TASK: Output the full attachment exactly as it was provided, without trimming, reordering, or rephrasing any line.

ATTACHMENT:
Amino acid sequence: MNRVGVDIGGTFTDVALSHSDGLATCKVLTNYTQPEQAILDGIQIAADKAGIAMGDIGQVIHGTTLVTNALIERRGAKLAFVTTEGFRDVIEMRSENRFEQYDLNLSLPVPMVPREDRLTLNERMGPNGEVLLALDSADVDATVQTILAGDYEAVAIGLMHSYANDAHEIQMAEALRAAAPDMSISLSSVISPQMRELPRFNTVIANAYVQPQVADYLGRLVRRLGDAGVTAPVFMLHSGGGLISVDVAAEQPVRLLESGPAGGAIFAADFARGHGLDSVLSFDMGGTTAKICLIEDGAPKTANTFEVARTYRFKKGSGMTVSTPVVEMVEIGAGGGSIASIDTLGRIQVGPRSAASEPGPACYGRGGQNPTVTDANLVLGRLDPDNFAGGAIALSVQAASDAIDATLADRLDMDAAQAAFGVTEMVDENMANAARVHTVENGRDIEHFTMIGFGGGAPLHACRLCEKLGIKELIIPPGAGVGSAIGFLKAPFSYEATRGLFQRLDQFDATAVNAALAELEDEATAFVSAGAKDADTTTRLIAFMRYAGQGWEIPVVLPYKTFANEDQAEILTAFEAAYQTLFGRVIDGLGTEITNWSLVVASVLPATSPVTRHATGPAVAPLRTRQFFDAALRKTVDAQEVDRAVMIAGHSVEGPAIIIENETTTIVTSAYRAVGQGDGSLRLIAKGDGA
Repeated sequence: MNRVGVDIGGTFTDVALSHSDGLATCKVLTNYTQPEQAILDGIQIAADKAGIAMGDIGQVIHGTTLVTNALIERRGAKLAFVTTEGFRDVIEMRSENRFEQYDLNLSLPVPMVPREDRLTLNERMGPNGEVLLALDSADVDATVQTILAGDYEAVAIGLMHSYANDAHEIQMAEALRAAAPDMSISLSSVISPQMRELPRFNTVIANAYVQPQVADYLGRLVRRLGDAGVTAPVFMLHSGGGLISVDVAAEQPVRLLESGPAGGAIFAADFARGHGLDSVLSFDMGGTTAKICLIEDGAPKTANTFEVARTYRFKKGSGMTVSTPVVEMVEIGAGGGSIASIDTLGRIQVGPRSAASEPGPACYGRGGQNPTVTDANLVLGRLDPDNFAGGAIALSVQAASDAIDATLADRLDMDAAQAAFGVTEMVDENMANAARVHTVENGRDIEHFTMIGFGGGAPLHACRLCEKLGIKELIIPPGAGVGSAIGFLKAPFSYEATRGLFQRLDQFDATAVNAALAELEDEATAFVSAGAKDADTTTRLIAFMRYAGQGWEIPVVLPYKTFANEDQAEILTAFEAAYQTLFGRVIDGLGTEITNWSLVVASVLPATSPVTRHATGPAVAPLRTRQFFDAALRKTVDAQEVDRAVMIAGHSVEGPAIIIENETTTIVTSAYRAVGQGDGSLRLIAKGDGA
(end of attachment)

Amino acid sequence: MNRVGVDIGGTFTDVALSHSDGLATCKVLTNYTQPEQAILDGIQIAADKAGIAMGDIGQVIHGTTLVTNALIERRGAKLAFVTTEGFRDVIEMRSENRFEQYDLNLSLPVPMVPREDRLTLNERMGPNGEVLLALDSADVDATVQTILAGDYEAVAIGLMHSYANDAHEIQMAEALRAAAPDMSISLSSVISPQMRELPRFNTVIANAYVQPQVADYLGRLVRRLGDAGVTAPVFMLHSGGGLISVDVAAEQPVRLLESGPAGGAIFAADFARGHGLDSVLSFDMGGTTAKICLIEDGAPKTANTFEVARTYRFKKGSGMTVSTPVVEMVEIGAGGGSIASIDTLGRIQVGPRSAASEPGPACYGRGGQNPTVTDANLVLGRLDPDNFAGGAIALSVQAASDAIDATLADRLDMDAAQAAFGVTEMVDENMANAARVHTVENGRDIEHFTMIGFGGGAPLHACRLCEKLGIKELIIPPGAGVGSAIGFLKAPFSYEATRGLFQRLDQFDATAVNAALAELEDEATAFVSAGAKDADTTTRLIAFMRYAGQGWEIPVVLPYKTFANEDQAEILTAFEAAYQTLFGRVIDGLGTEITNWSLVVASVLPATSPVTRHATGPAVAPLRTRQFFDAALRKTVDAQEVDRAVMIAGHSVEGPAIIIENETTTIVTSAYRAVGQGDGSLRLIAKGDGA
Repeated sequence: MNRVGVDIGGTFTDVALSHSDGLATCKVLTNYTQPEQAILDGIQIAADKAGIAMGDIGQVIHGTTLVTNALIERRGAKLAFVTTEGFRDVIEMRSENRFEQYDLNLSLPVPMVPREDRLTLNERMGPNGEVLLALDSADVDATVQTILAGDYEAVAIGLMHSYANDAHEIQMAEALRAAAPDMSISLSSVISPQMRELPRFNTVIANAYVQPQVADYLGRLVRRLGDAGVTAPVFMLHSGGGLISVDVAAEQPVRLLESGPAGGAIFAADFARGHGLDSVLSFDMGGTTAKICLIEDGAPKTANTFEVARTYRFKKGSGMTVSTPVVEMVEIGAGGGSIASIDTLGRIQVGPRSAASEPGPACYGRGGQNPTVTDANLVLGRLDPDNFAGGAIALSVQAASDAIDATLADRLDMDAAQAAFGVTEMVDENMANAARVHTVENGRDIEHFTMIGFGGGAPLHACRLCEKLGIKELIIPPGAGVGSAIGFLKAPFSYEATRGLFQRLDQFDATAVNAALAELEDEATAFVSAGAKDADTTTRLIAFMRYAGQGWEIPVVLPYKTFANEDQAEILTAFEAAYQTLFGRVIDGLGTEITNWSLVVASVLPATSPVTRHATGPAVAPLRTRQFFDAALRKTVDAQEVDRAVMIAGHSVEGPAIIIENETTTIVTSAYRAVGQGDGSLRLIAKGDGA